Worse, before getting his phone call from the Seattle Seahawks, Olu had to watch as five other centers realized their dream of reaching the NFL before him.
The first “pure” center to come off the board was Wisconsin‘s Joe Tippmann who went to the Jets at No. 43, followed by Minnesota’s John Michael Schmitz (No. 57, Giants), and Penn State‘s Juice Scruggs (No. 62, Texans).
Then the wait began.
Three hours of draft time would pass before another center was selected - the final 25(ish) minutes on Day 2, plus just over 2-1/2 hours on Day 2.
He may have wondered why players ranked below him (Scruggs and Stromberg) were selected before him.
Or, he might have been unfazed by any of it.
Until and unless someone asks him about it, we’ll never know.
There’s one thing we do know though: Oluwatimi still being on the board in Round 5 is borderline ludicrous.
This is a player who was a Consensus All-American in 2022.
Oluwatimi played 14 games last year.
He was on the field for 918 total snaps; 410 of those were pass-blocking snaps.
Olu allowed ZERO sacks.
In fact, he only allowed his quarterback to be hit 5 times, and his total pressures were in the single digits (9).
Oluwatimi’s outstanding performance led to him winning the Rimington Trophy which is awarded to the nation’s best center.
Perhaps most impressively, Oluwatimi won the Outland Trophy in 2022.
For those that aren’t familiar with the Outland trophy, it’s the 3rd-oldest major college football award and is awarded to the nation’s best interior lineman, be they an offensive lineman OR a defensive lineman.
Past winners include several Hall of Famers, including Alex Karras (1957), Merlin Olsen (1961), and Bruce Smith (1984). Winners from this century include Joe Thomas (2006), Ndamukong Suh (2009), Aaron Donald (2013), Brandon Scherff (2014), Quinnen Williams (2018), and Penei Sewell (2019).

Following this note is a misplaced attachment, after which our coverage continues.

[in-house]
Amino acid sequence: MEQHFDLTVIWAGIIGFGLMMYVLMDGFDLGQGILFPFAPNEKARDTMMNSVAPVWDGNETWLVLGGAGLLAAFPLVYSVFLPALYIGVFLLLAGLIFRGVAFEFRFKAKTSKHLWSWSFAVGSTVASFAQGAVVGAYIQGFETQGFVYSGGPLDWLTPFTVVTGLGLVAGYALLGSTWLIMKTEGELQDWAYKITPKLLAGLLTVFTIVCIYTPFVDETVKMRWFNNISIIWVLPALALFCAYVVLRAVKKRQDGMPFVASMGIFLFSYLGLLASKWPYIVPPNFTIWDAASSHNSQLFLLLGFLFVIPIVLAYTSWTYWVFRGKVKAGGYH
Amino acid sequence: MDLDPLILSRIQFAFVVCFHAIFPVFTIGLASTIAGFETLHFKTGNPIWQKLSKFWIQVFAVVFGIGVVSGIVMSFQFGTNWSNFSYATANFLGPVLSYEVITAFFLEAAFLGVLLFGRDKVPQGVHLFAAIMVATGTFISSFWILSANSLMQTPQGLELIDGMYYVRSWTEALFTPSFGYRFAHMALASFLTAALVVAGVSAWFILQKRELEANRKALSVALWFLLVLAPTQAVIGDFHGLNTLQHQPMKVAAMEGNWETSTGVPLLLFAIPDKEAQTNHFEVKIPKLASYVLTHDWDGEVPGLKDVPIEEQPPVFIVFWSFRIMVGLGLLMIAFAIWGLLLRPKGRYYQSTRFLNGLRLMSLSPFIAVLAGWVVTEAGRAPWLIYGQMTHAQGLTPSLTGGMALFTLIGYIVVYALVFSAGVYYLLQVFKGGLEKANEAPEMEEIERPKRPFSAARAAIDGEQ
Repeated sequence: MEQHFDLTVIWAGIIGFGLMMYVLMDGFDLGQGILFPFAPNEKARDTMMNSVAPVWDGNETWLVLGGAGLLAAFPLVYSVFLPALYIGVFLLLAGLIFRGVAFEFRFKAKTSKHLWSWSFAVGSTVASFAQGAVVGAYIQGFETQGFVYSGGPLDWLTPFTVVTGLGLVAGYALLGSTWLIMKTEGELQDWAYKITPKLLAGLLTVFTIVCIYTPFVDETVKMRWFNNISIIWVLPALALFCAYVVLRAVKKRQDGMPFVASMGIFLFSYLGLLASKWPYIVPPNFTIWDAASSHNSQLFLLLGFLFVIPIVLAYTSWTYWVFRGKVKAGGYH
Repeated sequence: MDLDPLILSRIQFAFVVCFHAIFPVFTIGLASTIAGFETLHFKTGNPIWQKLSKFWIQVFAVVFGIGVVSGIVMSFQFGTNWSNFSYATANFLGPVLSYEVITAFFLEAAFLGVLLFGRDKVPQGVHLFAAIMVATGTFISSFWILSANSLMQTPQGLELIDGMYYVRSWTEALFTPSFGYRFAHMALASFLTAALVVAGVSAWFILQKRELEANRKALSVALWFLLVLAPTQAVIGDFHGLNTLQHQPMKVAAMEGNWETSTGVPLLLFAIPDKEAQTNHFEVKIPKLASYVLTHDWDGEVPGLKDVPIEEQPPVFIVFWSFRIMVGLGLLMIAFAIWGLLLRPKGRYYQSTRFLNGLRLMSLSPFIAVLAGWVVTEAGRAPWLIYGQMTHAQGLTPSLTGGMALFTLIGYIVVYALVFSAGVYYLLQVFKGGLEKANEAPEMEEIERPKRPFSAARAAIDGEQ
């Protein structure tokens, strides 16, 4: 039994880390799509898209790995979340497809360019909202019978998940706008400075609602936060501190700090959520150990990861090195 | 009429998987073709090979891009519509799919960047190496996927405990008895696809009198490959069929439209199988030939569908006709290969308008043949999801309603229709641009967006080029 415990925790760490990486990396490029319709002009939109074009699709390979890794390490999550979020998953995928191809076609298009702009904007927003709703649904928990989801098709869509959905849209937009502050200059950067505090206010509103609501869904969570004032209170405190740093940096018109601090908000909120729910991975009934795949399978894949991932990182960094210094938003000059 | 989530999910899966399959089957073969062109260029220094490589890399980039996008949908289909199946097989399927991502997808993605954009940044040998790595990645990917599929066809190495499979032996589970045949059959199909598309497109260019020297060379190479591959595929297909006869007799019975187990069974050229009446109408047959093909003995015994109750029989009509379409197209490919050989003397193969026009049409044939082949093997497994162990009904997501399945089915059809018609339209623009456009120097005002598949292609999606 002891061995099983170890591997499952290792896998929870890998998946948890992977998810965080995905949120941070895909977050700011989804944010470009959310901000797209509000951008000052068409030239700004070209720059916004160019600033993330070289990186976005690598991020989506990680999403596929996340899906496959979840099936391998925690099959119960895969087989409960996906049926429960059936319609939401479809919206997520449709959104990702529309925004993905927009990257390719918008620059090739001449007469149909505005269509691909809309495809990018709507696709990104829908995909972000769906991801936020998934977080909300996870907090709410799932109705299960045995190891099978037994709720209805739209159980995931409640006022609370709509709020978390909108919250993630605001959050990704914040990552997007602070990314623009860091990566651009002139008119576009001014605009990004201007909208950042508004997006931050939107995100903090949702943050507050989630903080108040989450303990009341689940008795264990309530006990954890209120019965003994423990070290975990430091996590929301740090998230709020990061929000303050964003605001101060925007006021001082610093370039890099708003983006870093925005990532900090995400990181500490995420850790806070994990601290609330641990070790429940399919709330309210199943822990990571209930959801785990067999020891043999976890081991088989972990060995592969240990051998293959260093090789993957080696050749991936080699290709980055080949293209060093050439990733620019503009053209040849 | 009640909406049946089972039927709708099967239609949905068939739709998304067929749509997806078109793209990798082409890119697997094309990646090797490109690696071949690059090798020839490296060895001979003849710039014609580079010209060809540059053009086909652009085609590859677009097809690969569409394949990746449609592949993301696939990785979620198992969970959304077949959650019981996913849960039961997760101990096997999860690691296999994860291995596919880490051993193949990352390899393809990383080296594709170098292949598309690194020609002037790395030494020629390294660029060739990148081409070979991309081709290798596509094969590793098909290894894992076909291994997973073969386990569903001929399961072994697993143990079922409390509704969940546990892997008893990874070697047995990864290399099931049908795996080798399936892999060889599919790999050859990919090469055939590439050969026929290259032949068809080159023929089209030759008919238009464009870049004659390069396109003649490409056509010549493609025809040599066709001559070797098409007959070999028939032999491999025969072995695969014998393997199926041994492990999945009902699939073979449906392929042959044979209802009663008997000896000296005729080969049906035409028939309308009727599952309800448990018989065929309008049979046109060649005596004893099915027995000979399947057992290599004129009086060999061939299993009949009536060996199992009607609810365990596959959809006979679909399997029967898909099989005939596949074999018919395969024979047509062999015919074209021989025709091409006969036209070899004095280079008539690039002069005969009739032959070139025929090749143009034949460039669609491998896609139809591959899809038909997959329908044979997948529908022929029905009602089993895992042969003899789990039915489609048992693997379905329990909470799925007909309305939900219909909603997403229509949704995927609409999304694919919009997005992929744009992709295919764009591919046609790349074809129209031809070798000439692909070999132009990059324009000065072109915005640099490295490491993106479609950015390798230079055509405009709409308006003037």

History is great, but let’s look at who Oluwatimi beat out for the award this year . . .
The finalists were chosen from the nine linemen who were named to the 2022 FWAA All-America team.
In addition to Oluwatimi, the eligible players on offense were Ohio State’s Paris Johnson Jr. (R1.06), Northwestern’s Peter Skoronski (R1.11), Steve Avila (R2.36), and John Michael Schmitz (R2.57).
Think about that for a moment.
With the exception of the player that won it, everyone that was eligible for the Outland Trophy was selected within the draft’s first 57 picks, including 5 players in the first round and 4 in the top-11 overall.
Yet Olusegun Oluwatimi languished into the middle of the 5th round.
Until Seattle selected him at No. 154 overall.
No. 154 for a player that was considered the best offensive OR defensive lineman in the nation last year (at least according to the Football Writers Association of America).
That. Is. Wild.
And yet . . .
It may have caught some by surprise when, in an ESPN article about College football reporters’ NFL draft takeaways, senior reporter Chris Low singled Oluwatimi out as the player he viewed as “the biggest steal of the draft.”
In Low’s words: